3. Decide how to present yourself. Do you dress up or dress down? Be aware that how you dress may be subject to misunderstanding. Among undocumented immigrants dressing up might raise fears that you represent the federal government, while failing to dress up for an interview with worshippers after a service in the Black church might be seen as disrespectful. Common sense might suggest dressing to match your interviewee, or asking someone who knows the setting.
  4. Locate an informant. You may need someone who can act as a guide to local culture and its distinctive idiom. In a low income urban neighborhood, Esther was known as “the mayor” of the neighborhood because she knew everyone, took in young persons temporarily needing a bed, and welcomed gatherings on her front porch. She would qualify as a good informant.
  5. Gain trust. Gaining trust can serve as an essential first step to getting someone open up about personal matters such as sexual behavior or personal finance. On the other hand, trust may not be such an issue for someone known to be outspoken on public issues. It all depends.
  6. Establish rapport. How important is it to experience a strong bond, even a sense of friendship, with the one interviewed? If the purpose is deep understanding of that person’s life, then rapport might be essential. On the other hand, rapport might not be so with a neighborhood survey where the goal is to hear from as many people as possible.
  7. Collect the data. How will you record what you find out? If you consider intrusive techniques, such as video or audio, be aware that no everyone will feel comfortable enough to cooperate. Trying to be minimally intrusive, some interviewers fall off the other end of the pier, taking mental notes and writing it in private soon afterward. The best practice might be a middle route: 1) taking notes regularly and writing it down immediately, 2) writing everything down even if it seems unimportant, 3) trying to be inconspicuous in taking notes, and 4) analyzing your notes often.[5]

By giving thought to the steps outlined above, church leaders may feel equipped to get into the neighborhood and begin talking to people. Some churches might choose to follow the example of Broadway United Methodist Church in Indianapolis, which hired a “roving listener” to wander through the neighborhood and spend time with others. The interviewer focused not on the person’s needs but on their gifts, passions and hopes for the community, asking the following questions:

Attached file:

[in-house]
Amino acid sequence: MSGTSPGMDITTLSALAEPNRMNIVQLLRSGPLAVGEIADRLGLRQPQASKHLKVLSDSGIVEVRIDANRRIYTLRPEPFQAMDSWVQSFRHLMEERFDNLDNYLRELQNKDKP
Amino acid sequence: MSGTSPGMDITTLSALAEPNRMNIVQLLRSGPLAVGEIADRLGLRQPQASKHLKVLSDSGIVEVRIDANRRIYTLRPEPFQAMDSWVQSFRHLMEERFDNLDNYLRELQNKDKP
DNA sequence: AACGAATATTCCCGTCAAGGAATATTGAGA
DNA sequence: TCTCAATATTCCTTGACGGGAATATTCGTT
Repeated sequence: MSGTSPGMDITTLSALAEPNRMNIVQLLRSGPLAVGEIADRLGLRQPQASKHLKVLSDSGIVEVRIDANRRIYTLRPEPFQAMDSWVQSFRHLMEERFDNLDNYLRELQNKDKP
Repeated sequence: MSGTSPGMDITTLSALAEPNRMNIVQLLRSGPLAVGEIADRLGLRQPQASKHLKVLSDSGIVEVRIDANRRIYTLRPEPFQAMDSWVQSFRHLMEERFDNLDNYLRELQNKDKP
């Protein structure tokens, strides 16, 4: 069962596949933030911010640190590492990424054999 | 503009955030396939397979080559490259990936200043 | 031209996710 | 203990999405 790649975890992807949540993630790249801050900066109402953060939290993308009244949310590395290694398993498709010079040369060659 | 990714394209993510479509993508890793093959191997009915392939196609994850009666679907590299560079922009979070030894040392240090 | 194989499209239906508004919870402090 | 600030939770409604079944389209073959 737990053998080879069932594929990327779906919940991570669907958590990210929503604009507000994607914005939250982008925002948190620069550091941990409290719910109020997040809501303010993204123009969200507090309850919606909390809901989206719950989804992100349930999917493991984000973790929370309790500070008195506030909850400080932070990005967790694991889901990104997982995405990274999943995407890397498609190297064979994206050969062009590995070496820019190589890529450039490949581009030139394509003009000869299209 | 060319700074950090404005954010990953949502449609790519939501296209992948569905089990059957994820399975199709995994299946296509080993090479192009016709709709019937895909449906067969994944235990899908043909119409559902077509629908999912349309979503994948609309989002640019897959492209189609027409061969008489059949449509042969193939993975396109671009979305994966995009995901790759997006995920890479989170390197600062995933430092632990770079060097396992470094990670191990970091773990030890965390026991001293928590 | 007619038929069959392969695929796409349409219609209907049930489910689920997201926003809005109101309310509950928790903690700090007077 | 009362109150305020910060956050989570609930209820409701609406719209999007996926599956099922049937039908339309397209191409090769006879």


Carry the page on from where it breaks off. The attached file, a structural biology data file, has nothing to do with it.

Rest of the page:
1. “What three things do you do well enough that you could teach others how to do them?”
  2. “What three things would you like to learn?”
  3. “Who, besides God and me, is going with along the way?”[6]

Interviewing can be disciplined and purposeful without being overly formal or stuffy. It might even offer the opportunity for others to express their faith in personal, direct terms. One research, who volunteered to conduct one-on-one interviews for a faith-based community organizing effort, describes a prayer offered at the end of the conversation. “Lord Jesus, help us work together to change things here. Thank you for this new friend. Give us your Spirit and your power, and we will turn this city around for [his son] and for everybody.”[7]

[1] Joy F. Skjegstad, Seven Models for Community Ministry (Valley Forge, PA: Judson Press, 2013), 12-13.

[2] Nancy T. Ammerman, Congregation and Community (New Brunswick: Rutgers University Press, 1997), 142.

[3] Dennis Jacobsen, Doing Justice: Congregations and Community Organizing (Minneapolis: Fortress Press, 2001), 60.

[4] Scott Thumma, “Methods For Studying Congregations,” in Nancy T. Ammerman et. al., eds. Studying Congregations: A New Handbook (Nashville: Abingdon, 1998), 206.

[5] Andrea Fontana and James Frey, “The Interview,” in Norman Denzin and Yvonne Lincoln, eds., Handbook of Qualitative Research, Second Edition (Thousand Oaks, CA, 2000), 654-656.

[6] Paul Nixon, Fling Open The Doors: Giving the Church Away to the Community (Nashville: Abingdon Press, 2002), 22-23.

[7] Richard Wood, Faith in Action: Religion, Race, and Democratic Organizing in America ( Chicago: University of Chicago Press, 165).

Source: Felipe Cabrera, 10.15.2011. Flickr Creative Commons.

Leave a Reply

Your email address will not be published. Required fields are marked *